Most days, one or two U.S. planes, each carrying about 150 deported Hondurans, land in the northern city of San Pedro Sula. Charity workers say many disperse back to their villages to plot their return to the United States.
"It's the American Dream," said Jose Reyes, 18, a Nueva Capital resident who nearly left earlier this year to follow his uncle. "Just to have a better life."
While some leave to find work, just as many are looking for a way out of the clutches of gangs and their "war tax," which even those selling chewing gum in traffic must pay.
But taming the gangs will require reforming the police.
Juan Carlos "El Tigre" Bonilla, a giant, rock-faced man who was accused by the Honduran police's internal affairs department of murdering civilians, leads a police force regularly accused of running death squads and which experts believe is behind 40 percent of extortions across the country.
Although he denies the charges and was acquitted of the only case that came to trial, the United States has withheld funds from him and his force.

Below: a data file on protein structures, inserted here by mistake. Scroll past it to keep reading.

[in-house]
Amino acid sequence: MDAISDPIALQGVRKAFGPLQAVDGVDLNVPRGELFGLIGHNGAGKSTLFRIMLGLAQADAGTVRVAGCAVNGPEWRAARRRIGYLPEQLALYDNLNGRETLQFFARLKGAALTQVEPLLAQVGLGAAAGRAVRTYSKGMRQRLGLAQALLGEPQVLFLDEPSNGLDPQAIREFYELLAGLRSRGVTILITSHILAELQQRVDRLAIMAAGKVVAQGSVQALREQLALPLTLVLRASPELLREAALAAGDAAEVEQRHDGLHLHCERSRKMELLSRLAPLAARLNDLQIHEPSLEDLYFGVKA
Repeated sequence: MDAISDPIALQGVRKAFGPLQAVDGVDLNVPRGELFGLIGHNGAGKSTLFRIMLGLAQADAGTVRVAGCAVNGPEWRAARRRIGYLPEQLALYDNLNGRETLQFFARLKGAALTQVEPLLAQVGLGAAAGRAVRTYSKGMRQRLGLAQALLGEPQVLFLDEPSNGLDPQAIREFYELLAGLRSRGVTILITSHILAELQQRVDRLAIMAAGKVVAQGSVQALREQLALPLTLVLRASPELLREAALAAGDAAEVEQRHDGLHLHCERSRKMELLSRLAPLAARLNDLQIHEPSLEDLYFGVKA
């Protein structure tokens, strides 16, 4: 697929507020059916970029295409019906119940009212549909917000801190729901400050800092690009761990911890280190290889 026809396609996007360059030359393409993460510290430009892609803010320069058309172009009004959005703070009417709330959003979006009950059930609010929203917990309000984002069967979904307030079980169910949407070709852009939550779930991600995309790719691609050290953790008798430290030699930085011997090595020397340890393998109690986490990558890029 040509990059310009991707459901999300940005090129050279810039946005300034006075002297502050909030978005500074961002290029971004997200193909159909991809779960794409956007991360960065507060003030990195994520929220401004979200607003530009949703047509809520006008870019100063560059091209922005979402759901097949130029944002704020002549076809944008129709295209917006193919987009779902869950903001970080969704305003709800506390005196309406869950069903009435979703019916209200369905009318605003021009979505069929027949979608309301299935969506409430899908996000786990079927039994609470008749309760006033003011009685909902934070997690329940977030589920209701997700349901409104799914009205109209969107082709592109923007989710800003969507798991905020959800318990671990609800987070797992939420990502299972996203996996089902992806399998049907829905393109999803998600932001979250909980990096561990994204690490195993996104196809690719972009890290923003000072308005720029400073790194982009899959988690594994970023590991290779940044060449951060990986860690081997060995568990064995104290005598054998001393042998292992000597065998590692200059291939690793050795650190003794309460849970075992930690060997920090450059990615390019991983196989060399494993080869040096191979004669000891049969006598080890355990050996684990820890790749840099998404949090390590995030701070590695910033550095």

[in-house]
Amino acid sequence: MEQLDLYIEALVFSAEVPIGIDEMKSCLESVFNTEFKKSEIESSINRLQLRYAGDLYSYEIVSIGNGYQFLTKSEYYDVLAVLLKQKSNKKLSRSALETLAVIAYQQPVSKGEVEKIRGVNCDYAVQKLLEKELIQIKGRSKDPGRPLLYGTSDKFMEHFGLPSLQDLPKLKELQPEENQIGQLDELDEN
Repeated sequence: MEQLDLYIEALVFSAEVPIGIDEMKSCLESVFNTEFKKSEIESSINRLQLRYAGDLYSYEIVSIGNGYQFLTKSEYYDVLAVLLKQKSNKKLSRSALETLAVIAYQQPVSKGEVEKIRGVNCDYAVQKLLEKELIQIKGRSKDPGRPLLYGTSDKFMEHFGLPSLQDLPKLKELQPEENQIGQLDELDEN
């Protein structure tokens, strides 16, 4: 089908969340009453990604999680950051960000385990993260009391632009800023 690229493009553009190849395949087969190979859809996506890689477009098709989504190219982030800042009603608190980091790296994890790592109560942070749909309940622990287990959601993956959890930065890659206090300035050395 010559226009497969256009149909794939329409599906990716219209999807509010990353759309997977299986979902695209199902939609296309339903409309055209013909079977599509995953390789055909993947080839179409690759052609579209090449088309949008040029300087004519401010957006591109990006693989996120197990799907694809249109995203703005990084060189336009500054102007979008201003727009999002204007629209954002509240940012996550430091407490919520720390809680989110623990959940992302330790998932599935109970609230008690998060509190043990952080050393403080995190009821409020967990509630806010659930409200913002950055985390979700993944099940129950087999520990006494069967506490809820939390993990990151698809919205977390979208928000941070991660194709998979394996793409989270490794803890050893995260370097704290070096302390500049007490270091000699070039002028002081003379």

A purge of the police force that began during Hernandez's time as head of Congress has been criticized for not going far enough in rooting out corrupt cops, and it remains to be seen how vigorously he will pursue the purge once in office
"The temptation is heavy and it's everywhere," one officer told Reuters when asked about graft within the force's ranks.
A recent census of the police, the first of its kind, identified hundreds of "ghost" officers on the payroll even though they don't exist. The dysfunction breeds impunity, with 83 percent of serious crimes in Honduras never investigated.
A report in May from the non-partisan Alliance for Peace and Justice found there were up to 120,000 armed private security guards in Honduras, well outnumbering the roughly 7,000 active police officers it identified.
Of those 120,000, only a fraction worked for the 709 security companies registered with the government, it found.
Mark Ungar, one of the report's authors and a former adviser to the Honduran police, said private security guards play an integral role in smuggling drugs and weapons.
"It's this huge gray world of organized crime and it dwarfs public security," he said.
The hollowing out of public institutions, many of which experts say have been infiltrated by drug gangs, has left the residents of Nueva Capital with little hope for change with Hernandez.
"The violence is going to get worse because the soldiers are coming to take the streets," said Ever Aguilar, 18, an aspiring youth worker. "There's going to be a war."
(Additional reporting by Gustavo Palencia; Editing by Simon Gardner, Kieran Murray and Doina Chiacu)